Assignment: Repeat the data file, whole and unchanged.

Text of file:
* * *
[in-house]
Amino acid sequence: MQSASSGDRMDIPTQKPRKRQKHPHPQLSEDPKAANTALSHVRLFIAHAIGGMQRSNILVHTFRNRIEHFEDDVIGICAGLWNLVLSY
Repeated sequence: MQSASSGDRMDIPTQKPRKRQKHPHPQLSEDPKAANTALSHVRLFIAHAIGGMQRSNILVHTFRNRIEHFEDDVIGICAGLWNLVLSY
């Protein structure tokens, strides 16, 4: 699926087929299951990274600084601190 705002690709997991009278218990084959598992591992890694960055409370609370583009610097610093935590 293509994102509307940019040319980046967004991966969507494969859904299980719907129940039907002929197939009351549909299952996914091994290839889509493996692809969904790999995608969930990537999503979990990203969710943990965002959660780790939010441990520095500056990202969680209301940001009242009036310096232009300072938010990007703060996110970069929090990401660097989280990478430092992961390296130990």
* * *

[in-house]
Amino acid sequence: MQSASSGDRMDIPTQKPRKRQKHPHPQLSEDPKAANTALSHVRLFIAHAIGGMQRSNILVHTFRNRIEHFEDDVIGICAGLWNLVLSY
Repeated sequence: MQSASSGDRMDIPTQKPRKRQKHPHPQLSEDPKAANTALSHVRLFIAHAIGGMQRSNILVHTFRNRIEHFEDDVIGICAGLWNLVLSY
């Protein structure tokens, strides 16, 4: 699926087929299951990274600084601190 705002690709997991009278218990084959598992591992890694960055409370609370583009610097610093935590 293509994102509307940019040319980046967004991966969507494969859904299980719907129940039907002929197939009351549909299952996914091994290839889509493996692809969904790999995608969930990537999503979990990203969710943990965002959660780790939010441990520095500056990202969680209301940001009242009036310096232009300072938010990007703060996110970069929090990401660097989280990478430092992961390296130990």